Self-cognizance is a good thing, though few of us possess it. Actually, none of us possesses it completely. Our subjectivity holds us hostage in a prison of our own making. Before I go further with my inane observations, permit me to give you the context. Last night I went to a popular watering hole, the Flying Saucer, in downtown Columbia with a gaggle of fellow officers to celebrate the fortieth birthday of one of our classmates, Cinncinatus. He’s a good egg with a heart of gold. We had finally secured a booth in the crowded bar. Everyone ordered beer, except me, the seemingly sole non-beer drinker in the world. I ordered a Coke without whiskey and quietly thought about the book I left unread in my hotel room.
A couple of gals from our party, for reasons I know not, invited three blue-collar types from Charleston to sit at our table. They said they wanted to do a good deed by offering them a seat in this crowded place, but I, a shrewd observer of humanity when I want to be, suspect they were expecting these dudes to buy them beers as a gesture of appreciation. One of the out-of-towners, Mike, in his early twenties, sporting glasses and a backwards baseball cap, kept going on and on about different kinds of beers. Turns out he works at a bar in Charleston and has aspirations of becoming a big-shot vender one of these days. “I could sell water to a fish,” he assured us, not that we were asking. His friend Brian, a husky fellow likewise wearing a baseball cap backwards, boasted to the females in our party that he “owned Columbia.” Now, these dudes were not impolite or overt jerks. However, after Mulan and Margarita left to go dancing at a different bar, they couldn’t figure out why they left. $hara rather brazenly suggested a reason: “Maybe because you’ve been talking about yourself this entire time?” I don’t know whether these guys understand her point, but this spectacle of such bravado, albeit not untypical of males at that age, had me ruminating on the aforementioned virtue of self-cognizance or the lack thereof.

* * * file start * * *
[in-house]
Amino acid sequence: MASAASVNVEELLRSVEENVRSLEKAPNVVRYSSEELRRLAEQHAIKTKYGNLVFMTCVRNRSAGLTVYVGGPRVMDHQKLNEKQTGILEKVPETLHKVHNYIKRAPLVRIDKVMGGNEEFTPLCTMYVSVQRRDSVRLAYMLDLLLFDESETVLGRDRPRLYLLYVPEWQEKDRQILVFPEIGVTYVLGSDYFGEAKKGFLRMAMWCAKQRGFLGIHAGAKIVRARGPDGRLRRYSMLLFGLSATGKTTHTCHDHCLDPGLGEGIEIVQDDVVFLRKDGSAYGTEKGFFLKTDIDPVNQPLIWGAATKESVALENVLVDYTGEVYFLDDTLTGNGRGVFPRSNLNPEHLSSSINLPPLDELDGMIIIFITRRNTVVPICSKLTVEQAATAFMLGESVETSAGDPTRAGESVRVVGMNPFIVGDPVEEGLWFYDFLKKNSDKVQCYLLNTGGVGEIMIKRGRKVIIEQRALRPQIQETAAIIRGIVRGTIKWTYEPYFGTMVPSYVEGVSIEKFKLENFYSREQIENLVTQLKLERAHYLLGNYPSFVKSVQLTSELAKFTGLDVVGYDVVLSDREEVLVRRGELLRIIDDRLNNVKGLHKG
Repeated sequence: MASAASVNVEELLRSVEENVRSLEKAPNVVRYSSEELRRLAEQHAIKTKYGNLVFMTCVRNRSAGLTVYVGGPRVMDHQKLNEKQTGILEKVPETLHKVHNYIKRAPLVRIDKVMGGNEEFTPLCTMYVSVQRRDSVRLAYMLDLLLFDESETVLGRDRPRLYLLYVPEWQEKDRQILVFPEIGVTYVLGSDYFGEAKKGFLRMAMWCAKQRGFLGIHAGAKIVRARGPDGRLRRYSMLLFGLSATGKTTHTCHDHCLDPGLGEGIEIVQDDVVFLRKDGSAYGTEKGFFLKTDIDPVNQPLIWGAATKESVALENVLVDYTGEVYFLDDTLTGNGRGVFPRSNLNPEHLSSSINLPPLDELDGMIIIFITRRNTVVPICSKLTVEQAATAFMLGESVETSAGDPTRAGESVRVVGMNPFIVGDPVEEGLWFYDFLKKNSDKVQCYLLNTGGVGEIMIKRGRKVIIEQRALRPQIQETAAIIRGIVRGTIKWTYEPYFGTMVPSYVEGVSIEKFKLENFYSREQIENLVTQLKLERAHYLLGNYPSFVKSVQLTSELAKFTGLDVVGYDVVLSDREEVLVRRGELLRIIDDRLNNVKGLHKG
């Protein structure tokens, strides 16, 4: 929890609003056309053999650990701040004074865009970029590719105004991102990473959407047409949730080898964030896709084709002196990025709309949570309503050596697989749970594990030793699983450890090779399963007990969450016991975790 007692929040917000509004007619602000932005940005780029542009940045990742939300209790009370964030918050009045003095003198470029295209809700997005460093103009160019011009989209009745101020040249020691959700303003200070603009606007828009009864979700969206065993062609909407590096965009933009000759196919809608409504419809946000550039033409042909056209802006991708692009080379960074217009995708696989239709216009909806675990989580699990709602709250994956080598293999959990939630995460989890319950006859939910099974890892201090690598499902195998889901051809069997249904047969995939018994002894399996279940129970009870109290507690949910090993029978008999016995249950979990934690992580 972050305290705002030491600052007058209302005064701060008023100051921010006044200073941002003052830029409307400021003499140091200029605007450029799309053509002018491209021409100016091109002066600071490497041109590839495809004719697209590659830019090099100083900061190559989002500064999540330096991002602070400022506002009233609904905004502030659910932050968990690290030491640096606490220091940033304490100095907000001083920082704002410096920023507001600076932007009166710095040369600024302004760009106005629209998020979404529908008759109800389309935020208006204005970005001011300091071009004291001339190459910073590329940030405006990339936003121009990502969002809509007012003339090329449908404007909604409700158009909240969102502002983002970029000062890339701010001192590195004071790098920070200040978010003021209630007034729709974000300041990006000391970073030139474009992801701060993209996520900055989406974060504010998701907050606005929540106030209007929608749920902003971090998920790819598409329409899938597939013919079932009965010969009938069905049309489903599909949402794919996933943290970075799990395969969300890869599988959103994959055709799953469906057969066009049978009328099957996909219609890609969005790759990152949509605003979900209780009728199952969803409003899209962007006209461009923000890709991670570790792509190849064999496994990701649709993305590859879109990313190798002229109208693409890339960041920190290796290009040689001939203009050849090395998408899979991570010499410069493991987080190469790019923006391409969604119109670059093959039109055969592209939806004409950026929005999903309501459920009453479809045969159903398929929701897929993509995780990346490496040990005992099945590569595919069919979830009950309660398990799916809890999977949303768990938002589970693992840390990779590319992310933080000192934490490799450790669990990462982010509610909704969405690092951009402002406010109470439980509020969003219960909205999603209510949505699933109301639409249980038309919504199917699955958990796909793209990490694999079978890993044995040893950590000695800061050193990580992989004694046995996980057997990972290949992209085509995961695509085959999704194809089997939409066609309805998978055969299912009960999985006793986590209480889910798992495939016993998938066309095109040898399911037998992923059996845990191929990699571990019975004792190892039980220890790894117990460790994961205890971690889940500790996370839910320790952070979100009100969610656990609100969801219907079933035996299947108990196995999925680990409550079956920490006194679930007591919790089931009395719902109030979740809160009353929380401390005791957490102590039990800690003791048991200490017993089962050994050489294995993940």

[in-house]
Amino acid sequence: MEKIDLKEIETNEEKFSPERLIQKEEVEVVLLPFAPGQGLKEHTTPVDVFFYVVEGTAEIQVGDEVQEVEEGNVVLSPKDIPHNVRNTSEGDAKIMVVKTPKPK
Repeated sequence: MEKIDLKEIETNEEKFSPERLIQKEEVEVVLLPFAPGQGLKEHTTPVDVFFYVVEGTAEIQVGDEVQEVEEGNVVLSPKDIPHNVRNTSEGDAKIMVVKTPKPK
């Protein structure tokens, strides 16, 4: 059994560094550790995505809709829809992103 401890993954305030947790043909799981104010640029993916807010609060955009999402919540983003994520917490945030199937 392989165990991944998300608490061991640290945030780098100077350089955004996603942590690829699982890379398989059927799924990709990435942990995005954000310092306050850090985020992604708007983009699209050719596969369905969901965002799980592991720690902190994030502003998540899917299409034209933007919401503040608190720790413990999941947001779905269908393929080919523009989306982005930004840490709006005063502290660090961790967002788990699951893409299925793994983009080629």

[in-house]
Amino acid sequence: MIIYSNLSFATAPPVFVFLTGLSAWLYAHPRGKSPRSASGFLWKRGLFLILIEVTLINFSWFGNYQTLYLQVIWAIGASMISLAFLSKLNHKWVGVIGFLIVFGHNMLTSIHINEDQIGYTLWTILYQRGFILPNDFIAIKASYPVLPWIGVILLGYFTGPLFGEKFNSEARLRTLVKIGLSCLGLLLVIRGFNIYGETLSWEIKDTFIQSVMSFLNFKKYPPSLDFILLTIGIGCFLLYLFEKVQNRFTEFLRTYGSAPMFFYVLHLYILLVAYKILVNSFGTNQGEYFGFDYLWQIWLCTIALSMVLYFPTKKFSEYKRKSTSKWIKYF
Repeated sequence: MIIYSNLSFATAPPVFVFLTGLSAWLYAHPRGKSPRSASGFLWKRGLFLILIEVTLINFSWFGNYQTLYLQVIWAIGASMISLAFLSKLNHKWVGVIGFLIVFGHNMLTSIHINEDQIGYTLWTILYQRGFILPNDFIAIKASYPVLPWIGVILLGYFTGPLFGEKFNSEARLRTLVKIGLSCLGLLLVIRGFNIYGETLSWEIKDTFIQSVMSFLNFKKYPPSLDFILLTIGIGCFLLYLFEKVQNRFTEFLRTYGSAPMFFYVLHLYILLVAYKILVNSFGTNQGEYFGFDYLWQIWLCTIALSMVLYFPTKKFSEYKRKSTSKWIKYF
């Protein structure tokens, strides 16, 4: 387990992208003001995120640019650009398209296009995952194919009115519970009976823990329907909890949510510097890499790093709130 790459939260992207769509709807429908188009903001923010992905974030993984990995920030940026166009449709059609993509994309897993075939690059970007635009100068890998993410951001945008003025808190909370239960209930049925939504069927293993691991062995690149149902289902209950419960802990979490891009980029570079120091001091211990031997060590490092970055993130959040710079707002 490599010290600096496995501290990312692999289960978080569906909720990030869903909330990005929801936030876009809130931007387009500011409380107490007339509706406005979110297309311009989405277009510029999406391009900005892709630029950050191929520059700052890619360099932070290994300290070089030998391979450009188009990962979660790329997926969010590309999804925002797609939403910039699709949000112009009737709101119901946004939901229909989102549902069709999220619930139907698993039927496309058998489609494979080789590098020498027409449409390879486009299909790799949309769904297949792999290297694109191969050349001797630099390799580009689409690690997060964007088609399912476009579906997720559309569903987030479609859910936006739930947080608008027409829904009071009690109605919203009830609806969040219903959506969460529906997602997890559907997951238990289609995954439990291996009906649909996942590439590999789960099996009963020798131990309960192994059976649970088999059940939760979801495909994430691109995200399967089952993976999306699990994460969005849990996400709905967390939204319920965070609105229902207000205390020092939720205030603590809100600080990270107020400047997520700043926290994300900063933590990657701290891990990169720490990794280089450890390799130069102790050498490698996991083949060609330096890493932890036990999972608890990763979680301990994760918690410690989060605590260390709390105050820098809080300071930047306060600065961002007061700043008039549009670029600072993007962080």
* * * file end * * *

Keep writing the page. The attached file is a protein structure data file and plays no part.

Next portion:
The unexamined life is not worth living, right? That’s what Socrates said. Moreover, the oracle at Delphi indicated to him that wisdom consists in the recognition of our own ignorance. To be honest, though, I don’t much stock in a contumacious fat-ass with a big mouth who took smug satisfaction in revealing people’s ignorance only to emphasis his intellect, all the while hanging out in the wrong way with Athenian boys. He didn’t take the hemlock soon enough, as far as I’m concerned! For his two cents, Cinncinatus said he detected Mike's egocentrism based on the fact that while he would ask him questions about his life, he never reciprocated and asked about Cinncinatus. I take his point well, but I have only one caveat. Just because someone doesn’t ask about you in the course of a conversation doesn’t ipso facto mean that he—and I do mean he—is egocentric. For instance, I have on occasion found myself in a conversation with someone I do not want to be in a conversation with. This person is asking me question after question in order to prolong the conversation. Try as I might, this person isn't picking up on body language, as I arch my shoulder away and face off in the distance. In this situation I will decidedly not ask a question about him or her, lest I prolong the agony.
Suffice to say, self-cognizance should be our goal. We ought to have a proper sense of our self, even if we know we can never be objective about it. I do believe, though, that some people are more objective than others. I'm reminded of the metaphor of the shoreline. Imagine everyone trying to jump from the coast of California to Hawaii. Nobody's gonna get anywhere close, but some will get slightly further than others. Let's just all walk in humility.